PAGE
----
The clinical history of a 49 year old female patient suggested a multifocal, rapidly progressive liver disease of one month duration, apparently due to metastatic tumour. An open needle biopsy of the liver revealed a primary hepatocellular carcinoma of low grade malignancy; the diagnosis was confirmed by histological, immunohistochemical and electron microscopic studies. Besides the ultrastructural examination of the liver biopsy disclosed an unusually marked proliferation of perisinusoidal (Ito)-cells. The authors assume that the myofibroblast proliferation and transformation of Ito-cells in the noncirrhotic liver led to the formation of multifocal areas. The perisinusoidal cell proliferation was presumably due to vitamin A intoxication caused by an extreme vegetarian diet (daily consumption of large amounts of carrot juice for years, as disclosed by a retrospectively obtained history). It is assumed that the vitamin A abuse, and perisinusoidal cell proliferation may have promoted the unusually rapid progression of the multifocal, but histologically low grade hepatocellular tumour. Spectacular clinical improvement could be observed after chemotherapy, combined with local hyperthermic treatment. Presumably, the change in diet (cessation of excessive retinol and carotene intake) also may have had a beneficial effect. After one year the clinical course suggests a slower progression of tumour growth which would be more in keeping with the prognosis based on the histologic appearance of the low grade hepatocellular carcinoma. This patient's case illustrates the importance of electron microscopy supplementing diagnostic histological and immunohistochemical examinations.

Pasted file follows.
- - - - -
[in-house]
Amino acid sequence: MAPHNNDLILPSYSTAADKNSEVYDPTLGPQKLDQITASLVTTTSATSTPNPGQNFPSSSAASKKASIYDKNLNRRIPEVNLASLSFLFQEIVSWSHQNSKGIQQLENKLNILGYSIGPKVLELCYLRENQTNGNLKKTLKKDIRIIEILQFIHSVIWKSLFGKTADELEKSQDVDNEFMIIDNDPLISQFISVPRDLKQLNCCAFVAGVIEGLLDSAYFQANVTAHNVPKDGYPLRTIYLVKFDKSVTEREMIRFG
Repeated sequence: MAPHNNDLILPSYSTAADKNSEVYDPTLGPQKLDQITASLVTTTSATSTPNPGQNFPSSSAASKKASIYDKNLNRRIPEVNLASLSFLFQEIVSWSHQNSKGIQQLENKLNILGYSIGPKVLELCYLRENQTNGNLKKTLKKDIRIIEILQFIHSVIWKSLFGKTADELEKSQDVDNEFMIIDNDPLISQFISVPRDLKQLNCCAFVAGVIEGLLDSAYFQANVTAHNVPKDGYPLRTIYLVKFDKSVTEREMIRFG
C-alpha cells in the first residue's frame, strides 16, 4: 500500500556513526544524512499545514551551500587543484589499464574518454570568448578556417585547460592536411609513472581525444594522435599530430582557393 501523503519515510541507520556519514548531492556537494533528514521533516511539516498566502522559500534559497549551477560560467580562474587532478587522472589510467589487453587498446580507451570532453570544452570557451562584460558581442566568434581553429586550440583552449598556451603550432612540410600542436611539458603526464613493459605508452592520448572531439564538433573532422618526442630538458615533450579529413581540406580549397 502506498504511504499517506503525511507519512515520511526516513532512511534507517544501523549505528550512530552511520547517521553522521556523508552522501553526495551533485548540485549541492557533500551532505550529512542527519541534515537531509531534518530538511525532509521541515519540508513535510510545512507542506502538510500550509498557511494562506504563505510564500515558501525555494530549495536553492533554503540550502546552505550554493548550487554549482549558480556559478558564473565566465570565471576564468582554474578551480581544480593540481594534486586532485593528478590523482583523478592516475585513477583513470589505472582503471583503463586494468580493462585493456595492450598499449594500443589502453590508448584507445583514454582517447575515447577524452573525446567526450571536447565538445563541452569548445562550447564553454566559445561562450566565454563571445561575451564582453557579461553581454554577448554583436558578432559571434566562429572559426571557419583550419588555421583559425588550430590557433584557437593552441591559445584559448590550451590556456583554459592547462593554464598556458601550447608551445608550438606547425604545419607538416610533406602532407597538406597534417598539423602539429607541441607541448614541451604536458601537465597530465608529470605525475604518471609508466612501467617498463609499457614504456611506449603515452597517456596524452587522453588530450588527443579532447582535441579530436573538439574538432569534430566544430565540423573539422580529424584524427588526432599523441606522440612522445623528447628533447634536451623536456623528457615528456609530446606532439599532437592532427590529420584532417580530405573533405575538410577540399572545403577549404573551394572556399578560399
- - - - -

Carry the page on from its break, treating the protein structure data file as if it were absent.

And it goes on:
|Number of pages||6|
|Publication status||Published - dec. 9 2001|
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